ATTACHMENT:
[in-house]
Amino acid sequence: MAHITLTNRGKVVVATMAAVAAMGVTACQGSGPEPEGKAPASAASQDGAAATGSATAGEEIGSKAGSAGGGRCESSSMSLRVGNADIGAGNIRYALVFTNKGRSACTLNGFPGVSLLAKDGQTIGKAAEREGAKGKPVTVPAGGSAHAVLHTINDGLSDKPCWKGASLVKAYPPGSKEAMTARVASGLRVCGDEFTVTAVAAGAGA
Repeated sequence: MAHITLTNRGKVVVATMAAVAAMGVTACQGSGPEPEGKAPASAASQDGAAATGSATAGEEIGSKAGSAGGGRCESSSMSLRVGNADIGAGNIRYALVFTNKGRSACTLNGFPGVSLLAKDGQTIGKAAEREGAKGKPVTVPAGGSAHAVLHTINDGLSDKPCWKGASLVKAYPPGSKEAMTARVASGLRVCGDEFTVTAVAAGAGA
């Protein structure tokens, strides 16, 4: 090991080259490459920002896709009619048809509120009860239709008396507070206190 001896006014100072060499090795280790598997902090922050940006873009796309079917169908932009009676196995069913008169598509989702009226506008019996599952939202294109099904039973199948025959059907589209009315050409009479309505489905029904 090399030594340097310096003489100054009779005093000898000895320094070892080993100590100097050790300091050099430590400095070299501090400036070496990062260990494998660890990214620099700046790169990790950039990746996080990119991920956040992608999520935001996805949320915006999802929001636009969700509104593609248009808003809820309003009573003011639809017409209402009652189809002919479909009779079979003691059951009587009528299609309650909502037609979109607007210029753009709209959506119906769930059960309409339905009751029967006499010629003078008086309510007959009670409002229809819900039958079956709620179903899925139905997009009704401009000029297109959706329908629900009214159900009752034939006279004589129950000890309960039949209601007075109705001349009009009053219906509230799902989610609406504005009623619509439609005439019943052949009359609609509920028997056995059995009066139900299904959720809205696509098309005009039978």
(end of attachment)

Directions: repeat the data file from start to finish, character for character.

[in-house]
Amino acid sequence: MAHITLTNRGKVVVATMAAVAAMGVTACQGSGPEPEGKAPASAASQDGAAATGSATAGEEIGSKAGSAGGGRCESSSMSLRVGNADIGAGNIRYALVFTNKGRSACTLNGFPGVSLLAKDGQTIGKAAEREGAKGKPVTVPAGGSAHAVLHTINDGLSDKPCWKGASLVKAYPPGSKEAMTARVASGLRVCGDEFTVTAVAAGAGA
Repeated sequence: MAHITLTNRGKVVVATMAAVAAMGVTACQGSGPEPEGKAPASAASQDGAAATGSATAGEEIGSKAGSAGGGRCESSSMSLRVGNADIGAGNIRYALVFTNKGRSACTLNGFPGVSLLAKDGQTIGKAAEREGAKGKPVTVPAGGSAHAVLHTINDGLSDKPCWKGASLVKAYPPGSKEAMTARVASGLRVCGDEFTVTAVAAGAGA
């Protein structure tokens, strides 16, 4: 090991080259490459920002896709009619048809509120009860239709008396507070206190 001896006014100072060499090795280790598997902090922050940006873009796309079917169908932009009676196995069913008169598509989702009226506008019996599952939202294109099904039973199948025959059907589209009315050409009479309505489905029904 090399030594340097310096003489100054009779005093000898000895320094070892080993100590100097050790300091050099430590400095070299501090400036070496990062260990494998660890990214620099700046790169990790950039990746996080990119991920956040992608999520935001996805949320915006999802929001636009969700509104593609248009808003809820309003009573003011639809017409209402009652189809002919479909009779079979003691059951009587009528299609309650909502037609979109607007210029753009709209959506119906769930059960309409339905009751029967006499010629003078008086309510007959009670409002229809819900039958079956709620179903899925139905997009009704401009000029297109959706329908629900009214159900009752034939006279004589129950000890309960039949209601007075109705001349009009009053219906509230799902989610609406504005009623619509439609005439019943052949009359609609509920028997056995059995009066139900299904959720809205696509098309005009039978």